I wrote a letter to the editor of the SacBee, which they published with only small changes as “Fracking will soon lead to hardship” (since gone). Here is my original with hyperlinks added (note that their URL ended in “a-fracking-long-boom-is-impossible.html”, which uses my original subject):
A fracking “long boom” is impossible
I greatly enjoyed your collection of in-depth articles on the current US energy boom due to fracking.
However, I was disappointed that environmental concerns were sequestered in their own article; they are critical to understanding the phenomenon in full context.
The “Do the Math” campaign points out that we cannot, as a world, burn more than 20% of our proven fossil fuel reserves, or we will push the climate system into a radically different regime, one extremely harsh for our species.
We are already on track to burn up that allotment within 15 years or so. We must immediately, wrenchingly shift our energy system, or we will face severe hardship and death in my lifetime.
Either way, we won’t be mining natural gas at current rates for 100 years as Obama claims.
After having a blast doing a photo shoot for the Tastes Like Tar Sands campaign, I and some friends planned a supporting action that was not officially part of the campaign.
I had been in a bar which had a Giants home game on TV and I had noticed the giant Coke bottle in the background. Aha! So ripe for a banner drop of some kind!
After checking out the structure, we realized that it would take some serious skills and probably some climbing equipment to safely put a banner on or around the Coke bottle itself – it is a giant structure. Instead, we decided to hang the banner from the railing in front of the bottle, and furthermore we could just hold it rather than attach it. That way, we would piss off security and management less, and we would probably get to keep the banner.
In short order the banner was designed and printed just in time for the last game of the 2013 season. We set out with a few extra hands, a videographer, and a couple of photographers.
It was a beautiful day and an exciting baseball game. After watching two-thirds of it, we positioned ourselves, and at the conclusion of the seventh inning – so as not to distract from live gameplay – we unrolled the 40′ x 7′ banner and unfurled it over the railing.
Here’s a shot of us from below (I’m in the green t-shirt):
And here’s the best pic, a wide view with relatively clear text:
We had it out for a good couple of minutes before we were made to leave. We expected that we would get thrown out of the stadium, and that’s exactly what happened, but it was surprisingly civil. Outside, we held up the banner a few dozen feet away from the stadium and took some more pictures with the Bay in the background, and then rolled it up and headed out for some well-deserved drinks.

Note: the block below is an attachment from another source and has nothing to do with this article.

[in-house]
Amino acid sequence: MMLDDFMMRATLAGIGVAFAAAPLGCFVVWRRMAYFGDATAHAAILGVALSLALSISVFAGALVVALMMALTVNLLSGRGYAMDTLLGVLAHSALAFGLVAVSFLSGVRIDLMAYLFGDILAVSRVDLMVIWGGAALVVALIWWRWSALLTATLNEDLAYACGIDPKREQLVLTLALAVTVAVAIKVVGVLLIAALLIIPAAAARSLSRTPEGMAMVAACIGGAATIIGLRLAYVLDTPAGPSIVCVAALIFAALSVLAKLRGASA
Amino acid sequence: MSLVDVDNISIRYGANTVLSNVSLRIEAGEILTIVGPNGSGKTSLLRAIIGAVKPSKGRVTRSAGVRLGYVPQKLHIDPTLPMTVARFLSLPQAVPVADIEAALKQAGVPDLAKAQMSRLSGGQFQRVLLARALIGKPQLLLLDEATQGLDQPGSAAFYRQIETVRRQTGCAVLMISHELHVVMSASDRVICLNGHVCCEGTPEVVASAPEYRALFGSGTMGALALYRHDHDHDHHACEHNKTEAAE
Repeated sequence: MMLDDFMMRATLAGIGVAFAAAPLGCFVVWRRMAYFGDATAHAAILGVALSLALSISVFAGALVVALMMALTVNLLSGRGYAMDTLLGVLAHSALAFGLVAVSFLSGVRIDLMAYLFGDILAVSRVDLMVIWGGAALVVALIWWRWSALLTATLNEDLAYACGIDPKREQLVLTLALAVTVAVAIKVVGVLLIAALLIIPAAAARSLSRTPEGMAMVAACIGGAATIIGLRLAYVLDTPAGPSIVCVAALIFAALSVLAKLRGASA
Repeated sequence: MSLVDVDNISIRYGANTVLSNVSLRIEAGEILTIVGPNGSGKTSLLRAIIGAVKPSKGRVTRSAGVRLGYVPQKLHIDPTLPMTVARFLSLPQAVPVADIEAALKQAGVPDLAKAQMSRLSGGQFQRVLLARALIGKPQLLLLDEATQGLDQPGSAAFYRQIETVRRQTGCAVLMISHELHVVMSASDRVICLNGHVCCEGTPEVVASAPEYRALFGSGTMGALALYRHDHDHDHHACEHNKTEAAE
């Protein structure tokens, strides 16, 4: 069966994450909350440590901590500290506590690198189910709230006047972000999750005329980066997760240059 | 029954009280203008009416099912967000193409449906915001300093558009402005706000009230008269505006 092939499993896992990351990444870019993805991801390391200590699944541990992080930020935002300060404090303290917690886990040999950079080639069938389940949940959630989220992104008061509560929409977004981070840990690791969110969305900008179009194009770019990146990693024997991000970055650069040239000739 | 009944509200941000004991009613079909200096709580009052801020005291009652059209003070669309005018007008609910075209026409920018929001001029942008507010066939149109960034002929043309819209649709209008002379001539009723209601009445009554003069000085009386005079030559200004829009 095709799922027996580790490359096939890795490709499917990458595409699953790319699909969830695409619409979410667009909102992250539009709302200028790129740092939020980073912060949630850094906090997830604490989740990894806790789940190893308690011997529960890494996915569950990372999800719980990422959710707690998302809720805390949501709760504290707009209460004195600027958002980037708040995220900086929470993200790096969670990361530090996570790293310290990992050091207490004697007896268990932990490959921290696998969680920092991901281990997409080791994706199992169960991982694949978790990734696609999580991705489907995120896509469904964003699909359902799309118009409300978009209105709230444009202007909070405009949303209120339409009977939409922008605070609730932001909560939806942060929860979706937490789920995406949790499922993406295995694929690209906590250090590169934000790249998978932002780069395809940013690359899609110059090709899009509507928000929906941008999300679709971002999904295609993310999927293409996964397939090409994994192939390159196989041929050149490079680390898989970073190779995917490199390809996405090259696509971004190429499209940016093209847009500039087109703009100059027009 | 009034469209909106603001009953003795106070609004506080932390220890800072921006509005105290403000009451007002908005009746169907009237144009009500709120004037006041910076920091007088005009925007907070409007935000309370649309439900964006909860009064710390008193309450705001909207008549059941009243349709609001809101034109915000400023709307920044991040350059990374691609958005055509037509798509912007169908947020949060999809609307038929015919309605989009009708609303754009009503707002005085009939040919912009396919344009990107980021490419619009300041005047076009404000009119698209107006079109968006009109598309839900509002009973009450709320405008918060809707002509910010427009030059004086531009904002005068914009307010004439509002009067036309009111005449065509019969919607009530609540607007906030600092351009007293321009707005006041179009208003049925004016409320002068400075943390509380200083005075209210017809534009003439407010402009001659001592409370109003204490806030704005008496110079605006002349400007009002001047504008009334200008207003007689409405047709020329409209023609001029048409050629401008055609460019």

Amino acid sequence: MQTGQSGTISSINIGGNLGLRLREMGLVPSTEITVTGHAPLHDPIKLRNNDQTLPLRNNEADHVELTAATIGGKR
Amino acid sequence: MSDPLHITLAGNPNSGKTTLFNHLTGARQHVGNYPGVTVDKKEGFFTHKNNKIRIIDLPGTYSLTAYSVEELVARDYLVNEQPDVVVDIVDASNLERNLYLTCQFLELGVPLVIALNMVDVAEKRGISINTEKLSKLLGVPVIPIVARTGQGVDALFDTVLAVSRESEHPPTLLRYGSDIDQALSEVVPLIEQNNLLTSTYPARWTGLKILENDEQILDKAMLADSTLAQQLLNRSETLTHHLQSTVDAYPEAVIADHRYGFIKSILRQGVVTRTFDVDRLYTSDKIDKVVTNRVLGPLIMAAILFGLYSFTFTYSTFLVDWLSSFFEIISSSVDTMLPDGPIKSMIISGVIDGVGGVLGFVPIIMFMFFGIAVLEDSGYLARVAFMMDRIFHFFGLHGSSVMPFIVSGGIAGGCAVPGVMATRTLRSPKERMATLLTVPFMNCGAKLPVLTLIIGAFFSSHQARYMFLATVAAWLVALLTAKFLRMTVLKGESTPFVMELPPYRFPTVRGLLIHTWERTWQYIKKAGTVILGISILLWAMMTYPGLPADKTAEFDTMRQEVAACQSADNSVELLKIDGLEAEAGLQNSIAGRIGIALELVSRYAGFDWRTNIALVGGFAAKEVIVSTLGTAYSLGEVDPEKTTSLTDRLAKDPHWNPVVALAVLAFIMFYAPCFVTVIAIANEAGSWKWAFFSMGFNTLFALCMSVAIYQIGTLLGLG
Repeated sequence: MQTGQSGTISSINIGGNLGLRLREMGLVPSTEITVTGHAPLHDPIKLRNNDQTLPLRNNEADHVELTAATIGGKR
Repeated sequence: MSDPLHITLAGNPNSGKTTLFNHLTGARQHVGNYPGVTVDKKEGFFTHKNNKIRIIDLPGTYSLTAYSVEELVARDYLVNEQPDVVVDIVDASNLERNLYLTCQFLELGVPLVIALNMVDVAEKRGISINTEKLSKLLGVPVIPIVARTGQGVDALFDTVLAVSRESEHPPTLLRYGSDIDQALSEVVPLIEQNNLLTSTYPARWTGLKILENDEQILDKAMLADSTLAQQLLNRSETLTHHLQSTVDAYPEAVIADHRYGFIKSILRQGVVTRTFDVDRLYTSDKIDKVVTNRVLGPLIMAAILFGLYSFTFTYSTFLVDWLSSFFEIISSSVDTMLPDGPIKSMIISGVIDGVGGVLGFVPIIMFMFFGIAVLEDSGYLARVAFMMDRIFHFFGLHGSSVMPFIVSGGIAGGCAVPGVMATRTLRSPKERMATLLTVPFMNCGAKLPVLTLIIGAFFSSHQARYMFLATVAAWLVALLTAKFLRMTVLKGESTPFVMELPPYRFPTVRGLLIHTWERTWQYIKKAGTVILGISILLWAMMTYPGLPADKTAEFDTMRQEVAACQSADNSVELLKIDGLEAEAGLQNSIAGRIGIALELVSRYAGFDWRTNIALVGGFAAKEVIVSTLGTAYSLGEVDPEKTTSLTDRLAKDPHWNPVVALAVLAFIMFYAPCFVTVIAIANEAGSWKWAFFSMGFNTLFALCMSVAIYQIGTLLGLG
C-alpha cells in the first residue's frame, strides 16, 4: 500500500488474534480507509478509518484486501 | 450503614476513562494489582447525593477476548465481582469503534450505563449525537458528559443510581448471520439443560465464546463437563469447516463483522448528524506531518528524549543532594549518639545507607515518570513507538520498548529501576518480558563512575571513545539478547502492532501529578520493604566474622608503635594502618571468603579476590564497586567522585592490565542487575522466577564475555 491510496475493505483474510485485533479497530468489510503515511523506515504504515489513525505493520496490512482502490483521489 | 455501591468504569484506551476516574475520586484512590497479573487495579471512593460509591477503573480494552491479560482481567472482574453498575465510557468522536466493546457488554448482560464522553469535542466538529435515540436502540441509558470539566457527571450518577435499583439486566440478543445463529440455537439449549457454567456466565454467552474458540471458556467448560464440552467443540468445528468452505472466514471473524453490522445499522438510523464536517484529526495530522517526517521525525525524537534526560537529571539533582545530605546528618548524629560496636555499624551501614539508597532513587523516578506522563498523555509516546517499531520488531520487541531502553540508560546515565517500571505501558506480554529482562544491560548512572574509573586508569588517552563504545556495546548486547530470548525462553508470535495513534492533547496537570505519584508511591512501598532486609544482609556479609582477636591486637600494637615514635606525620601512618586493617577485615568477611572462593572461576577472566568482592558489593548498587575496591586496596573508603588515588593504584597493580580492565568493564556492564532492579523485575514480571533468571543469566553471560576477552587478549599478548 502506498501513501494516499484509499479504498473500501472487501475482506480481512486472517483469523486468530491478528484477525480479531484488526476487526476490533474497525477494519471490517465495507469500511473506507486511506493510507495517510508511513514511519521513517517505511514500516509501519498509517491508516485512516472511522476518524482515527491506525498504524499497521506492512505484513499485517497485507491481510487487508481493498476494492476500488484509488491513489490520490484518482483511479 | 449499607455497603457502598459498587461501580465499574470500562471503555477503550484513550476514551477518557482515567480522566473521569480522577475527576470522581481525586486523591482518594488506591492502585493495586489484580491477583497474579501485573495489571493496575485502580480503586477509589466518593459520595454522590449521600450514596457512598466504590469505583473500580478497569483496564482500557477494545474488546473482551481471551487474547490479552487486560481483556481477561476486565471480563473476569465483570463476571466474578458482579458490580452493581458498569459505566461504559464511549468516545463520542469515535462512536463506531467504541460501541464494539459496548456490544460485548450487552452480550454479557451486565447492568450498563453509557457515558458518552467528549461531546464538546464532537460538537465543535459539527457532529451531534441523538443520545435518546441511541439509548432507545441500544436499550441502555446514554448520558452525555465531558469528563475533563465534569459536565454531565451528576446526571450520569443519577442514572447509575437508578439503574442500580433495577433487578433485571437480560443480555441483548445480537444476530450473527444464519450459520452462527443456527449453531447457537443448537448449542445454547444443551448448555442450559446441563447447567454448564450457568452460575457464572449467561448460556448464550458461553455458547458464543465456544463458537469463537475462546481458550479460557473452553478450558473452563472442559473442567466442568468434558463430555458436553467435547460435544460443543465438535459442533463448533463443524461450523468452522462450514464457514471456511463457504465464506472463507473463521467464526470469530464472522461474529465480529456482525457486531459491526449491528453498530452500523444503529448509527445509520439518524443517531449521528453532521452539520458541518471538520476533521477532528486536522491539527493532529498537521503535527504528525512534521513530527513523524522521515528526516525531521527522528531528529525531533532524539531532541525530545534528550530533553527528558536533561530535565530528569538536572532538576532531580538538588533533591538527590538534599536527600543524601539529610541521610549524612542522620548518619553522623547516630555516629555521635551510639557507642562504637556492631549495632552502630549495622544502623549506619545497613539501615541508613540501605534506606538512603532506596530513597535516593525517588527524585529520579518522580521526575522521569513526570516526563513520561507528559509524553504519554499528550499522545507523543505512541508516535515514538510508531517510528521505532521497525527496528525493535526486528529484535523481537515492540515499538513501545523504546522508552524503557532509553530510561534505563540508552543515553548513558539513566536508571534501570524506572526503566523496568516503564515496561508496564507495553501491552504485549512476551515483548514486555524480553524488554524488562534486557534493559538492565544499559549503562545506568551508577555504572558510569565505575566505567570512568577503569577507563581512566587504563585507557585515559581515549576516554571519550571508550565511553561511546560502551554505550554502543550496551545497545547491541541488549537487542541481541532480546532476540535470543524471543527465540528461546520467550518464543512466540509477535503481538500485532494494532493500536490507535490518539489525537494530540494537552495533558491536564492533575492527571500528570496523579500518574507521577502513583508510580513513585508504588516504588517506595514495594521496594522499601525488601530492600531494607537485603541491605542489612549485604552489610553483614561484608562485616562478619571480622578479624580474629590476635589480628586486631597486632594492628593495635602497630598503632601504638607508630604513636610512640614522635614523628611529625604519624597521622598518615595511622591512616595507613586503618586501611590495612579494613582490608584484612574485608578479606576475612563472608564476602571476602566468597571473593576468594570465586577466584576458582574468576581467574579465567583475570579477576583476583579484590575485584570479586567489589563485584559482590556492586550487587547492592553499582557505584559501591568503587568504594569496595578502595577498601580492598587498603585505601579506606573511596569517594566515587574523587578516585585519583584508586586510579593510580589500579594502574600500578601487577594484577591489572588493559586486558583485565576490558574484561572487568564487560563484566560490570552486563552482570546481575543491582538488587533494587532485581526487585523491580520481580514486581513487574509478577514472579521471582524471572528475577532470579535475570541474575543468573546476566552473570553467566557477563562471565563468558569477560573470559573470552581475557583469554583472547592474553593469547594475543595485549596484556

I recently had the opportunity to be part of a very fun bit of environmental activism: a photo shoot to support the “Tastes Like Tar Sands” campaign, which is pressuring Coke and Pepsi not to buy tar-sands-derived oil for their delivery fleet.
In the last few months, I’ve gotten involved in a lot of environmental activism, primarily focusing on the toxic, dirty tar sands and the proposed Keystone XL pipeline that would transport Canadian tar sands across the US to Texas, endangering communities, ecosystems, and aquifers, as well as worsening global warming.
All of these things are great, but none can quite compare to dressing up in a modified Coke can costume (which reads “Tar Sands”) and heading to San Francisco’s Ocean Beach to cover myself in mud and sand for a photo shoot. I was joined by a Pepsi can and an activist/hazmat character for an afternoon of fun.
I am writing about the proposed WesPac Pittsburg crude oil storage facility.
Such a facility would risk the health of nearby residents by unusual events such as spills. Its day-to-day operations would doubtless also aggravate the existing asthma epidemic in Pittsburg.
Even if the facility operated flawlessly, however, it would contribute to the increased global use of fossil fuels, which generates greenhouse gases that through climate change endanger our physical infrastructure, our health, our environment, and potentially the very viability of human civilization.
It is imperative that we change our energy system. To start with, we must insist on NO MORE FOSSIL FUEL INFRASTRUCTURE.
There is simply no excuse to do otherwise; any statement of environmental impact that claims low impact for additional fossil fuel infrastructure and allows its construction is extremely irresponsible.
After a bit of a lull in August, new revelations about the NSA from the Snowden documents are coming thick and fast again. These are, if anything, bigger stories than the first ones. They show us a picture of a government agency that has gone completely out of control.
One set of revelations shows that the NSA’s actions go well beyond searching for “terrorists”. In addition to previous revelations of spying at the UN, we now know that the NSA:
However, those are all foreign targets, and while I am surprised at their hacking a media organization and at the economic espionage, that’s not entirely out of their remit. Doesn’t make it right, but it’s not totally shocking.
What is totally shocking is that the NSA considers Americans and American companies as “adversaries” and has acted to make the US less safe by subverting encryption every chance it could. In particular, we now know that the NSA:
infiltrated and corrupted Internet standards groups in order to weaken security,